Following community outcry, the City of Portland has withdrawn a controversial legal argument used to defend the city in a civil rights lawsuit. The specific argument accused the mother of Quanice Hayes, a 17-year-old African American fatally shot by a Portland police officer in 2017, for her son's death.
In a February 26 court hearing, City Attorney William Manlove argued that Quanice's mother, Venus Hayes, was partially to blame for her son's death because she failed to "reasonably supervise and monitor Quanice Hayes' behavior." Manlove was responding to a federal lawsuit filed by Venus and other family members in 2018, which accuses the city of failing to train Portland Police Bureau (PPB) officers who are interacting with suspects they believe to be armed (Quanice was allegedly carrying a fake gun at the time of his death).
Manlove argued that, because Venus had admitted that her teenage son had been acting out before his death, it's reasonable to assume Venus "could foresee he would go out and commit these crimes."
On Thursday, Manlove submitted a document to the court that formally withdrew this specific argument from the city's legal defense in this case. This means that—if and when the case goes to trial—city attorneys won't be allowed to rely on this argument.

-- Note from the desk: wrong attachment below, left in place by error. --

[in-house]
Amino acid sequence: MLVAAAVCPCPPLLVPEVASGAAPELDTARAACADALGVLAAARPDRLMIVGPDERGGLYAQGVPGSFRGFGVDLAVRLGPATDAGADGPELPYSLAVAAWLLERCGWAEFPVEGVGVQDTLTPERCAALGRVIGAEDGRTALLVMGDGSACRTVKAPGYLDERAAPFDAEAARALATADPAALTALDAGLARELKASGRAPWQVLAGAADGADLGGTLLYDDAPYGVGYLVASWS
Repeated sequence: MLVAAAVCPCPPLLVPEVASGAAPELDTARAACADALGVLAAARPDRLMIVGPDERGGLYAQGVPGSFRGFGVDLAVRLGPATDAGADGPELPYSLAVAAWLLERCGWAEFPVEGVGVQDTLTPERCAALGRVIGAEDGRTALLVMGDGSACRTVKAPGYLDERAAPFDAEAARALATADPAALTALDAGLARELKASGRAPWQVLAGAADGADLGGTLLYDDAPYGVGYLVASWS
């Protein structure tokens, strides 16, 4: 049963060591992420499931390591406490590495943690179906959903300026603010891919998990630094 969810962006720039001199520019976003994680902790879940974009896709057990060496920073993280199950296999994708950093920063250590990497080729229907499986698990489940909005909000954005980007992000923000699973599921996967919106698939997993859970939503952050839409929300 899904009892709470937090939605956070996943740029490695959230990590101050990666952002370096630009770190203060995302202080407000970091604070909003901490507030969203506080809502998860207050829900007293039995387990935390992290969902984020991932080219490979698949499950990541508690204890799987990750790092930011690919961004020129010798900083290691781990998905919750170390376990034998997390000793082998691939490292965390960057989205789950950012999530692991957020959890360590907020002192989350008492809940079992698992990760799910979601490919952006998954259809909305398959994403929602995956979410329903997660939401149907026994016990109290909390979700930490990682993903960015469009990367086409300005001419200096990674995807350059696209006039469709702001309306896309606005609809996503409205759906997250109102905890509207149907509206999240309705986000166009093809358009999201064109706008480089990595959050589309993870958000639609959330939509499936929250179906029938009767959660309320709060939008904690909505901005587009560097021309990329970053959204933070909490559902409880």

This backpedal comes exactly one week after several city council candidates sent a joint letter to the city in which they asked the city attorney's office to remove this and other legal arguments in the Hayes' case.
In their letter, candidates call the city's victim blaming "disgusting, oppressive, and polarizing ... only serving the interest of creating deeper rifts between vulnerable communities and the city that is meant to serve them."
The city, however, is still accusing Quanice of being responsible for his own death.
City attorneys have argued that, because Hayes slept poorly, carried a fake weapon, and committed crimes before his encounter with the police, the fatal shooting was justified.
"The death of Quanice Hayes was the sole and exclusive fault of Mr. Hayes," reads the city's Noember 2019 court filing. "Plaintiffs’ injuries and resulting damages, if any, were caused, in whole or substantial part, by Quanice Hayes’ own criminal, reckless and negligent actions."